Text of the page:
The city of Lebanon is lifting the moratorium on new sewer connections it had imposed earlier this summer.
The city was not allowing new connections to the Westside Interceptor in the area south of Walker Road and to the east. The city’s sewer system has more than enough capacity to handle the demands of local residences and businesses, but the city imposed the restriction after learning it could be subject to fines if the runoff created by a storm led to overflows of the sewage system.
At its regular session Wednesday night, interim City Manager Ron Whitlatch, who is also the city’s Engineering Services Director, told the council that after reviewing the situation, he believes the ban on new connections should be lifted.
He said the city is preparing to move forward with an expansion of the Westside Interceptor, which will add capacity along Airway Road south to Walker Road and the going east to Stoltz Hill Road. This limited expansion will cost about $9 million and Whitlatch is confident that funding for this work is solidly in place.
A larger expansion would extend the system further south to the intersection of South Main Road and Crowfoot Road. This would cost roughly double the smaller expansion.
Whitlatch said it would take several months for any new residential construction to connect to the system and a year or more for any larger projects to connect. In the meantime, the city will be working to increase its capacity.
Whitlatch said his team is also working to minimize the inflows of stormwater into the sewer system, including camera and smoke inspections of the lines to find the most significant sources of inflow, as well as rehabbing manhole covers to limit inflow.
With these efforts in mind, Whitlatch recommended the city begin issuing permits to construction in this area and allow new connections the system.
“There is a little risk in that … if we did have a major overflow, we would be fined, but the reality is if we had a major overflow right now we’d be fined,” Whitlatch said. “If you think about residential sewer, it does not add a lot to your system, but just keep in mind there is that potential should that happen.”
Councilor Wayne Rieskamp noted that the city had experienced overflows in the past.
You have free articles remaining.
Whitlatch said that was correct and the last event occurred in 2008.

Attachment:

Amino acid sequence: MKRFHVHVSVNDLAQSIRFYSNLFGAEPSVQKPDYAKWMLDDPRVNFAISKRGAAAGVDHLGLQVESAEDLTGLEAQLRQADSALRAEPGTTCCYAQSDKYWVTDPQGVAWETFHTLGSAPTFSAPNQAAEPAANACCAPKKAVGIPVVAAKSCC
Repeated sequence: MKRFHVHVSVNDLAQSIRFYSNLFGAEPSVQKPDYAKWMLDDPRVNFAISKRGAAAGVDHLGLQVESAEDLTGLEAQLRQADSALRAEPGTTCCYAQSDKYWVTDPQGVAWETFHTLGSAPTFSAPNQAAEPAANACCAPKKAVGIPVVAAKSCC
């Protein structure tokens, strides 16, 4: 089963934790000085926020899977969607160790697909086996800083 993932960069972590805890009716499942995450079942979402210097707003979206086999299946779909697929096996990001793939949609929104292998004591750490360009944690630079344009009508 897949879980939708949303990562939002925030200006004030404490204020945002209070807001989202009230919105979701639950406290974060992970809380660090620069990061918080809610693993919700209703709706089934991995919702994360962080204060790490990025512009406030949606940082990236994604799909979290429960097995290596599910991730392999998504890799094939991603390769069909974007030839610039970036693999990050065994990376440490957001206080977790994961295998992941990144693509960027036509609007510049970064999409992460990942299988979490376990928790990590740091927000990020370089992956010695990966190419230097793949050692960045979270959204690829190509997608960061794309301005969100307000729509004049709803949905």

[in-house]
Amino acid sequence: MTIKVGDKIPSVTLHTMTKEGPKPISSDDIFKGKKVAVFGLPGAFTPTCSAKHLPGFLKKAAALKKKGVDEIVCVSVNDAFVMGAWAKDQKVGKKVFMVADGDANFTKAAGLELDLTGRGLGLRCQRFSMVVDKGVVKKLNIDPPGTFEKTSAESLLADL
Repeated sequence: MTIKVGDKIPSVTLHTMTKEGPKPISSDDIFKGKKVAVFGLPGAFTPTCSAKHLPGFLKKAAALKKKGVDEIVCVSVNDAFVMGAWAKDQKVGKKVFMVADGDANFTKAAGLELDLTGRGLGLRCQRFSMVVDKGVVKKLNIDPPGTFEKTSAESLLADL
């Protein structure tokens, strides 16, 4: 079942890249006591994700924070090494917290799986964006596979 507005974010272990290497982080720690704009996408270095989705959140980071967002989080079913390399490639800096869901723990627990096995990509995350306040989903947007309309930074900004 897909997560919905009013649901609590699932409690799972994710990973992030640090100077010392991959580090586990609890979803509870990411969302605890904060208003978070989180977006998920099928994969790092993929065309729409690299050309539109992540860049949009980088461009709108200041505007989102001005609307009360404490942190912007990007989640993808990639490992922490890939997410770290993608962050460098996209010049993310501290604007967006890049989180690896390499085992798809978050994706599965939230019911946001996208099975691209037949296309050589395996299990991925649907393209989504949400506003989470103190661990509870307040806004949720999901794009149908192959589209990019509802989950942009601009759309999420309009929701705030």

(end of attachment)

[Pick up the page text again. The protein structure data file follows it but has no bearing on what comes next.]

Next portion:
Council Rebecca Grizzle made the motion that the city lift the permitting moratorium. The motion was seconded by Rieskamp, and the vote was unanimous, with councilors Jason Bolen, Robert Furlow, Karin Stauder and Michelle Steinhebel all in favor.
The council also revised its ordinance governing the hours of operation of local marijuana dispensaries. The previous ordinance required shops to close at 8 p.m. The revision, which was requested by Lebanon’s dispensary owners, allows the shops to remain open until 10 p.m.
“I don’t see a negative. It’s two more hours. It’s not until two in the morning,” said Stauder.
Lebanon Police Chief Frank Stevenson said he had no issues with the expanded hours.
The revised ordinance was unanimously approved.
As its last item of business Wednesday, the council approved the severance agreement drafted by city attorney Tre Kennedy following the resignation of former City Manager Gary Marks.
Kennedy said the severance agreement is not a negotiation but simply puts in writing the terms of separation required by Marks’ contract. Under the agreement Marks will receive $96,470.01, which is equivalent to six months of salary and medical/dental benefits as called for in the contract.
The council unanimously approved the agreement.
After the session was concluded Mayor Paul Aziz was asked when the city would begin the process of hiring a new city manager. Aziz said the expectation is that this matter will be on the agenda at the Oct. 9 regular session.